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Python Bokeh – Visualizing Stock Data

  • Last Updated : 03 Jul, 2020

Bokeh is a Python interactive data visualization. It renders its plots using HTML and JavaScript. It targets modern web browsers for presentation providing elegant, concise construction of novel graphics with high-performance interactivity.
Bokeh can be used to visualize stock market data. Visualization is be done using the plotting module. Here we will be using the sample stock datasets given to us by Bokeh.

Downloading the dataset :

To download the sample datasets run the following command on the command line :

bokeh sampledata

Alternatively, we can also execute the following Python code :

import bokeh
bokeh.sampledata.download()

Analyzing the dataset :

In the sample data provided by Bokeh, there are datasets of the stocks of the following companies :

  • AAPL which is Apple
  • FB which is Facebook
  • GOOG which is Google
  • IBM which is International Business Machines
  • MSFT which is Microsoft Corporation

All these datasets are available as CSV files. Below is a glimpse into the IBM.csv file :



Date        Open    High    Low    Close    Volume        Adj Close
01-03-2000    102    105.5    100.06    100.25    10807800    84.48
02-03-2000    100.5    105.44    99.5    103.12    11192900    86.9
03-03-2000    107.25    110    106.06    108    10162800    91.01
06-03-2000    109.94    111    101    103.06    10747400    86.85
07-03-2000    106    107    101.69    103    10035100    86.8

The file contains the stock data between the years 2000 and 2013 with over 3000 entries.

Visualizing the Stocks :

We will be plotting a line graph which will track the closing price of the stocks between the years 2000 and 2013 of all the 5 available companies.

  1. Import the required modules :
    • numpy
    • figure, output_file and show from bokeh.plotting
    • AAPL, FB, GOOG, IBM and MSFT from bokeh.sampledata.stocks
  2. Instantiate a figure object with the title and axis types.
  3. Give the names to x-axis and y-axis.
  4. Plot line graphs for all the 5 companies.
  5. Display the model.




# importing the modules
import numpy as np
from bokeh.plotting import figure, output_file, show
from bokeh.sampledata.stocks import AAPL, FB, GOOG, IBM, MSFT
   
# the file to save the model
output_file("gfg.html")
   
# instantiating the figure object
graph = figure(x_axis_type = "datetime", title = "Stock Closing Prices")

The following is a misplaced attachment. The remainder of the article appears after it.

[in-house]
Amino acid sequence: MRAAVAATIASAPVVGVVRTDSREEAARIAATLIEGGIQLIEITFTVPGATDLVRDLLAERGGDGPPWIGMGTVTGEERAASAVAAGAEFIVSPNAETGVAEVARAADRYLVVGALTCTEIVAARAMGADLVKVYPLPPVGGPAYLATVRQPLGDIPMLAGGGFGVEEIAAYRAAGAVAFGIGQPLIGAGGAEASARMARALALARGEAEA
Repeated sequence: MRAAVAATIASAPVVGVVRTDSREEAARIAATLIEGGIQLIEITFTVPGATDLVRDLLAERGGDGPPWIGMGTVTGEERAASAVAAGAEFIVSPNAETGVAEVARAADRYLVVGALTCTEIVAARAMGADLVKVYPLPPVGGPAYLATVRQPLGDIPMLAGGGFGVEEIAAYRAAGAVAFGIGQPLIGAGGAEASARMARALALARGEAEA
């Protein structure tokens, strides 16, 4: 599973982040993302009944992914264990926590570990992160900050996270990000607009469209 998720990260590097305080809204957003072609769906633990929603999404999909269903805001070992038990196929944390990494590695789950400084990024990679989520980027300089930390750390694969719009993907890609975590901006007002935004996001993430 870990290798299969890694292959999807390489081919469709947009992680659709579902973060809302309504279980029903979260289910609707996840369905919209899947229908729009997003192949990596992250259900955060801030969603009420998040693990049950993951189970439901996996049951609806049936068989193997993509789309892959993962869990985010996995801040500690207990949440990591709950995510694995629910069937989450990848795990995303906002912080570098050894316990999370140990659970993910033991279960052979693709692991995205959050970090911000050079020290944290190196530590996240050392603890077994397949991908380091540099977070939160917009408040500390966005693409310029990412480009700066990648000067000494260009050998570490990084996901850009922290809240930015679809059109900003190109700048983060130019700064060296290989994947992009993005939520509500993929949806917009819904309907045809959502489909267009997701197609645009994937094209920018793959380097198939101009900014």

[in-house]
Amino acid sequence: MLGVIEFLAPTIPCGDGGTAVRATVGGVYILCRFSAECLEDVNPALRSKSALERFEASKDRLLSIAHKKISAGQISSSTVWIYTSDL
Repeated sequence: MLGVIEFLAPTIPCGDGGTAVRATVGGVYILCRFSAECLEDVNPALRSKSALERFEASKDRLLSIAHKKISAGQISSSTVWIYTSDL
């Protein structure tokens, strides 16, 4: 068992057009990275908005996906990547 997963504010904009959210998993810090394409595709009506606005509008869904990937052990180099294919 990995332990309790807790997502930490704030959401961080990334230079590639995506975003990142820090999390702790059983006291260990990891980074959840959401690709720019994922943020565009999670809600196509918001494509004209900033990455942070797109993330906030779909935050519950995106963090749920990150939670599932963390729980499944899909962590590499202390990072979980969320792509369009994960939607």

# name of the x-axis
graph.xaxis.axis_label = 'Date'
   
# name of the y-axis
graph.yaxis.axis_label = 'Price (in USD)'
   
# plotting the line graph for AAPL
x_axis_coordinates = np.array(AAPL['date'], dtype = np.datetime64)
y_axis_coordinates = AAPL['adj_close']
color = "lightblue"
legend_label = 'AAPL'
graph.line(x_axis_coordinates,
        y_axis_coordinates,
        color = color,
        legend_label = legend_label)
   
# plotting the line graph for FB
x_axis_coordinates = np.array(FB['date'], dtype = np.datetime64)
y_axis_coordinates = FB['adj_close']
color = "black"
legend_label = 'FB'
graph.line(x_axis_coordinates,
        y_axis_coordinates,
        color = color,
        legend_label = legend_label)
   
# plotting the line graph for GOOG
x_axis_coordinates = np.array(GOOG['date'], dtype = np.datetime64)
y_axis_coordinates = GOOG['adj_close']
color = "orange"
legend_label = 'GOOG'
graph.line(x_axis_coordinates,
        y_axis_coordinates,
        color = color,
        legend_label = legend_label)
   
# plotting the line graph for IBM
x_axis_coordinates = np.array(IBM['date'], dtype = np.datetime64)
y_axis_coordinates = IBM['adj_close']
color = "darkblue"
legend_label = 'IBM'
graph.line(x_axis_coordinates,
        y_axis_coordinates,
        color = color,
        legend_label = legend_label)
   
# plotting the line graph for MSFT
x_axis_coordinates = np.array(MSFT['date'], dtype = np.datetime64)
y_axis_coordinates = MSFT['adj_close']
color = "yellow"
legend_label = 'MSFT'
graph.line(x_axis_coordinates,
        y_axis_coordinates,
        color = color,
        legend_label = legend_label)
   
# relocating the legend table to 
# avoid abstruction of the graph
graph.legend.location = "top_left"
   
# displaying the model
show(graph)

Output :

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